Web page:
Monday, November 19, 2007

Hiking The Hancocks


11.17.07: Hancocks
Adamiata and Sherpa Jihad
9.8 Miles in 4:38
Barebooted the whole way
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I woke up at 5:20am and got ready for the day. Adam was meeting me here in Newmarket so we could carpool north. The plan was to meet Drew at the Zealandd Road trailhead for a walk out over Hale to Zealand and maybe a few of the Bonds. A long day planned ahead and a long day we had. As we drove north on Rte 16, we enjoyed great conversation as we typically do while catching up with each other. My car... is a POS. But lately it had been making a kind of whirring sound that I thought was a leaf stuck in a fan or belt. Turns out it wasn't. Sarah is in Ohio and I thought about taking her car just in case... and I paid the price.

As we reached the first big hill in North Wakefield, NH we heard something hit the hood of my car. SJ: "What was that? I hope it wasn't under my hood." Adam: "Well, I see something black bouncing down the road behind us." (DING! Battery Light On) SJ: "Well... I guess it WAS under my hood. Hope we can make it to Conway and fix the problem." (DING! Temp Light on.. Needle rockets to Red) SJ: "Or not." I pull over and shut the car off. We sit on the very top of the Wakefield Hill, looking at Chocorua and the rest of the whites. My car is done! Adam uses AAA an we call a tow truck and start planning for the rest of the day.

We discovered the problem was that the pulley for my belt tensioner wore out and broke off. This caused the serpentine belt to stop moving so the alternator stopped generating power and the water pump shut off. We got towed alllll the way back to Newmarket. We got in Sarah's car and drove to Exeter to buy the parts. $80 later we headed back to Newmarket where as I went to go get my tools in the apartment realized I had locked myself out. I remembered a few arguments with Sarah about locking the windows because it would be easy to break in. Well... low and behold she's still not listenning and I broke in. Got the tools and we started the repair. An hour later (damn near a miracle when it involves the S Belt).. we were hopping BACK in the car and driving north on 16.
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We made it to the Hancock trailhead at about 12:30pm, laced up the boots and headed out in a fast paced hike in our attempt to beat the sunset. The trails out here are covered with about 2-4 inches of snow at most. Its a fine white powder great for kicking around. Plenty of flowing water in spots make it a slushy mess and even a few mud pits deep enough to sink your boot into. The water at the water crossings is flowing and a tad high but crossing without getting wet is no problem at all. The only REAK problem on this hike was the fresh snow covering the various slippery roots on the Hancock Notch and Cedar Brook trails.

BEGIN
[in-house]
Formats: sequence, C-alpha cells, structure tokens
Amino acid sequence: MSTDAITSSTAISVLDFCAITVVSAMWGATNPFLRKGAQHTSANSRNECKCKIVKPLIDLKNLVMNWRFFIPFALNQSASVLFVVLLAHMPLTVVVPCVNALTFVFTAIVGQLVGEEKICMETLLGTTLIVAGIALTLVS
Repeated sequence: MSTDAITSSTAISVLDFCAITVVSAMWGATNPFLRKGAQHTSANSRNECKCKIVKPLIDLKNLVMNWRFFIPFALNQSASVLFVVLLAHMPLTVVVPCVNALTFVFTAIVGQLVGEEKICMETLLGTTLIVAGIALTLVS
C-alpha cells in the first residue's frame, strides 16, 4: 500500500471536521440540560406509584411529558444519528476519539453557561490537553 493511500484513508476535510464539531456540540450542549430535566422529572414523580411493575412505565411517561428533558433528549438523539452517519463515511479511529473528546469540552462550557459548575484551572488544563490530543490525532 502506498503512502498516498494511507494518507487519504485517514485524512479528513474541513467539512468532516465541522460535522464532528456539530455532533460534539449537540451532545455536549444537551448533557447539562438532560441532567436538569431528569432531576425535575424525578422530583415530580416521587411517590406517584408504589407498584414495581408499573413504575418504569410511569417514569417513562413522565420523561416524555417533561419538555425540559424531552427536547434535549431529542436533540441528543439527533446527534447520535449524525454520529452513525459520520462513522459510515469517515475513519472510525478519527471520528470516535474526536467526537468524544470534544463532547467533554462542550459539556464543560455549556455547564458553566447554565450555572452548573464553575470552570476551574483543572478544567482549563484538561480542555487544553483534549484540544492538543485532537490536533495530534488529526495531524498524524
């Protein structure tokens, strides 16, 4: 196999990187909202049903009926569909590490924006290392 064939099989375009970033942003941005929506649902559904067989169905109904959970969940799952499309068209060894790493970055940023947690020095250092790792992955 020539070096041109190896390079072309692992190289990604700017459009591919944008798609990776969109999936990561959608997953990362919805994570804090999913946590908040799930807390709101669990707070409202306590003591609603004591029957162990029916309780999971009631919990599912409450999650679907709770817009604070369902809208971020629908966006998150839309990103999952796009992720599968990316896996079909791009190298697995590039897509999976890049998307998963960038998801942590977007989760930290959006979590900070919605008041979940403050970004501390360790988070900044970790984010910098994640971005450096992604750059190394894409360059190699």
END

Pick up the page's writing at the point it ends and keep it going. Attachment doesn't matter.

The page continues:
It was a busy day on this trail as we passed quite afew folks heading out. Just before we hit the junction where you can choose to hit North or South, a lady who was hiking with her 3 daughters asked us, "You guys heading up?" "Yeah." We choose to do South First for a change and I think it was a great choice given the time of day. The toughest part of going up South peak was trying to maneuver through the glissading path. It made things a bit slick and some touch ice was evident beneath the snow. Even still, to glissade this early in the year must have been painful!

We took some photos of us in the rime up top and then carried on to the north peak. When we arrived there we stepped out onto the outlook to see the sun setting just above the Franconia Ridge. The bright orange glow illuminated the snow showers around and the white hills.. it was really amazing. We took it in before heading down the North side trail... which was kind of difficult in spots and I still... to this day... thing North to South is the safer, easier way to go.

We scurried out of there as fast as we could as the sun set and the world grew dark. We saw a couple speed hiking in as we were heading out. Adam and I stopped to comment at how much our perspective has changed... 2 years ago I would have stopped them and had a flurry of questions for them like, "You guys know its getting dark?" "Its dangerous once the sun sets, you plan on spendng the night somewhere?" Yadda yadd... Hey.. everyone hikes at different times and there are no "beasts" at night. We smiled at them and wished them well on their own adventure.

At one point Adam thought he heard voices, I was seeing headlamps in the woods... we saw or heard neither. Time to get to the car I suppose so we picked up the pace. We made it back to the kanc JUST as it was getting too dark to see without a headlamp.. we still hadn't taken ours out. We piled back into the now working car... and headed for home.